Mistakes by Novices
By Joseph R. Marcel
Well, we (my friend Jeff and I) were doing the monthly home game for some time … became fans of the movie Rounders … bought and read a couple of books … played in the Poker Pages World Series Warmup … and found enough courage to try our first real poker tournament at the local casino. Probably a not too uncommon scenario … but, our faux pas's might seem special ('specially funny, that is).
We called ahead to get the particulars … $50 buy-in, $1,500 in chips, $25/$50 blinds that double every 20 minutes, approximately 40 players, top 5 place in the money (winner gets 50%) … We can do this! But, we were still fairly nervous. We didn't know how $1,500 in chips would be broken down, and feared we would be fumbling with nervous hands to place our bets. We also felt like we would be read like open books … like we had neon signs on our foreheads that displayed our hands … but, what the heck, we play Indian Poker in our home game.
Arriving plenty early, we stood around looking nervous for 10 minutes before sitting down to a live $2 - $5 game. We both got sat at the same table next to each other. I basically lost the majority of my $50 due to two hands. The first hand was when I played A 9o. An A flopped and my early $2 bet scared off the field except for Jeff, sitting to my immediate left. He called my $2 turn bet and my $2 river bet and out-kicked me with his A T. On the second devastating hand, I was graced with two pair on the flop. I thought my A 2 fit nicely with the 2 3 A rainbow flop. I checked, a big bet was made, the player to my right and I called. The turn came no help, I checked, another check, big bet, I call, the bettor on the flop folds. The river came no help, I check-raised all-in as I poorly put my opponent on AQ or AJ. My acey deucey was squashed by a set of treys.
MY MISTAKE: Besides playing my hands poorly, playing those hands at all, just 20 minutes before the tourney, in a game where I was unfamiliar with the rest of the field, was quite foolish.
Jeff, on the other hand, was doing just fine. In the final 10 minutes prior to the tournament, I hear someone shout, "Royal flush!" I look over, and there's Jeff raking in a pot with a big grin. The table proceeded to comment, "Do you know what that is?" and, "I've been playing for 15 years and never been dealt a royal!"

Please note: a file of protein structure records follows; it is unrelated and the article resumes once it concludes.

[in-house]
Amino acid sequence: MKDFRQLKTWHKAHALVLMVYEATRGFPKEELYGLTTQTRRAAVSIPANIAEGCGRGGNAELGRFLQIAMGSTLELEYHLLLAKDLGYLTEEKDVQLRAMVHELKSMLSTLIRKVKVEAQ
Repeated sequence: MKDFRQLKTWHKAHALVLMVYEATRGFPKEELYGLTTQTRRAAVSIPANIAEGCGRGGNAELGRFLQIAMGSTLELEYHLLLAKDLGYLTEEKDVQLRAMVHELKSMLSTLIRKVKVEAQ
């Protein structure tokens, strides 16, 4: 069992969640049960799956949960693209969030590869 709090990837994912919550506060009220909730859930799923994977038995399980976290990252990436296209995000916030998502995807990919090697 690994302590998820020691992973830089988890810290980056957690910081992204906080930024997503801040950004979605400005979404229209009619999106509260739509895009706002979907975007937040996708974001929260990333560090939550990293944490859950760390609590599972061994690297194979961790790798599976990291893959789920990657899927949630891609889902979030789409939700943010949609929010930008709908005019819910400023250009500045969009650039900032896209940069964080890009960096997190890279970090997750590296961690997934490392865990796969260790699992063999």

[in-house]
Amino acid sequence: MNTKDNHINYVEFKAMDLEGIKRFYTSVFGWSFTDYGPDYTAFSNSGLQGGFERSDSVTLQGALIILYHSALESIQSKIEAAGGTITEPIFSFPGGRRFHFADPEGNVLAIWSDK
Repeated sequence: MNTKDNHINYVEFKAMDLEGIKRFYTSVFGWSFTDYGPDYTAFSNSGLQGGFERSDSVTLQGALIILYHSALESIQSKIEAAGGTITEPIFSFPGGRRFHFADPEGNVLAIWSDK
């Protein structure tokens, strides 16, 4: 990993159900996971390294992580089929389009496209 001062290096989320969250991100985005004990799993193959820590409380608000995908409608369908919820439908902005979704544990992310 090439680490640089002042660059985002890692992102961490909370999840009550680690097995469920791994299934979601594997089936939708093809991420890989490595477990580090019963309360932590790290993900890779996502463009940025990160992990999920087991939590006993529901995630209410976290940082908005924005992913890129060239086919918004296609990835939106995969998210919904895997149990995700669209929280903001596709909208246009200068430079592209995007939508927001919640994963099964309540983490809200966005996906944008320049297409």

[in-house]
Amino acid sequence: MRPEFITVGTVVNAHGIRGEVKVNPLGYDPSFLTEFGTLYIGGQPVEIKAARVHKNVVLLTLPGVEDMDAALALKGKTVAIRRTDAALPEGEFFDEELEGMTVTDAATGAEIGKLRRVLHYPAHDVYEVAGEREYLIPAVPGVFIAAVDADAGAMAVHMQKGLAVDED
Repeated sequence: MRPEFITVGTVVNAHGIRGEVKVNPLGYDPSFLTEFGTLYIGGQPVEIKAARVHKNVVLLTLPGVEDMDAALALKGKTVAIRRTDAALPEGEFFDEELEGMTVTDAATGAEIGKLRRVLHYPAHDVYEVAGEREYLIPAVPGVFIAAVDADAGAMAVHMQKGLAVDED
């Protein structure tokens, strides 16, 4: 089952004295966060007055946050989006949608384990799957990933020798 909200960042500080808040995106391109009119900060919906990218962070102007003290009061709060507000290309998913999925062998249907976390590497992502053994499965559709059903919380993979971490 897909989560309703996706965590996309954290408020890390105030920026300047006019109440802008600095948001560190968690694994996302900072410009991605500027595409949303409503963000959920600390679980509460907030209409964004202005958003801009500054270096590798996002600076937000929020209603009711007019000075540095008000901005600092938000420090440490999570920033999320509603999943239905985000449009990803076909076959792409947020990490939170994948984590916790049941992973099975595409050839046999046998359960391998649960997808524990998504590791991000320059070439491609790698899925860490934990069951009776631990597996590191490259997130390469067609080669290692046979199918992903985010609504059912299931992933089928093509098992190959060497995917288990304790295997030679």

JEFF'S MISTAKE: He forgot to tip the dealer in all the excitement. ;-)
Well, it's tourney time. We both pick up index cards that direct us to our corresponding separate tables and seats. When I sit down, a stack of 13 chips is placed in front of me. What the hey?!?! How can this be $1,500? 2 gold $500 chips, 3 purple $100 chips, and 8 blue $25 chips. Ok, ok, I think I can handle this … After an announcement of the rules, the dealers "put them in the air."
Trying to look as cool as possible, I cupped both of my hands forming a half dome around my two cards. With my thumbs, I lifted the lower right corner of each card. Hmmm, these cards appear to be blank. I look around and it's already my turn to act. In a clumsy way I rotate my cards 180 degrees and proceed to peek at the wrong (blank) corners again! My half dome of hands grab each card and lift the cards so I can see the red K's and call. I'm sure my head was a beacon of red itself. Well, I continued to call my way (the first two hands were actually limit) to a board that contained 4 hearts, absent of an A or a pair. My K lost to an A 9.
MY MISTAKES: Fumbling with the cards like a buffoon and not raising the heck out of my K K in early betting rounds.
JEFF'S MISTAKE: He later admitted that he too peeked at the wrong corners, and quickly fumbled to get a glance at his cards. We blamed the over-crowded tables, as we both started at the two tables with 11 players.
The pace was relatively fast throughout. I felt like I was scampering to see my cards so I'd have time to prepare for my action (by prepare, I mean ponder the ways a 7 2o will win in multi-way action with lots of big cards on the board). I decided I would use verbal commands, as I did not want the act of fumbling with my cards or chips to be construed as a check. Imagine my embarrassment when I shreek, "Check!" and it isn't my turn to act. I guess I scampered so quickly that I bought myself too much time, finished pondering my hand, and acted as if everyone was waiting on me.
MY MISTAKE: Being a nervous goofball.
JEFF'S MISTAKE: I think this is where my mistakes outnumber his.
I played for about an hour and Jeff played for about an hour and 10 minutes in a field of 42. We were both energized when put on the rail. We excitedly talked about our highlights and lowlights with anxious anticipation of our next attempt at this tournament. Because, like potential addicts, we think we can do much better next time.
Let me tell you about my exit before I mention our final mistake. Down to my last $600, I posted the $200 big blind. I was dealt black 8's. A single raiser forced the rest of the table to fold. I called all-in. He shows the table his A 9. When the dealer is done, there are 4 lowly clubs on the board, and his 9-high flush beats my 8-high flush. I stood with wobbly knees, said, "Good luck fellas" and walked toward the next room (where I eventually sat and skimmed through a copy of Poker Digest).
OUR FINAL MISTAKE: We never tipped the dealers. We just didn't think of it, and at the time didn't know how to tip in a tournament.
I'm vowing to not make these mistakes again.
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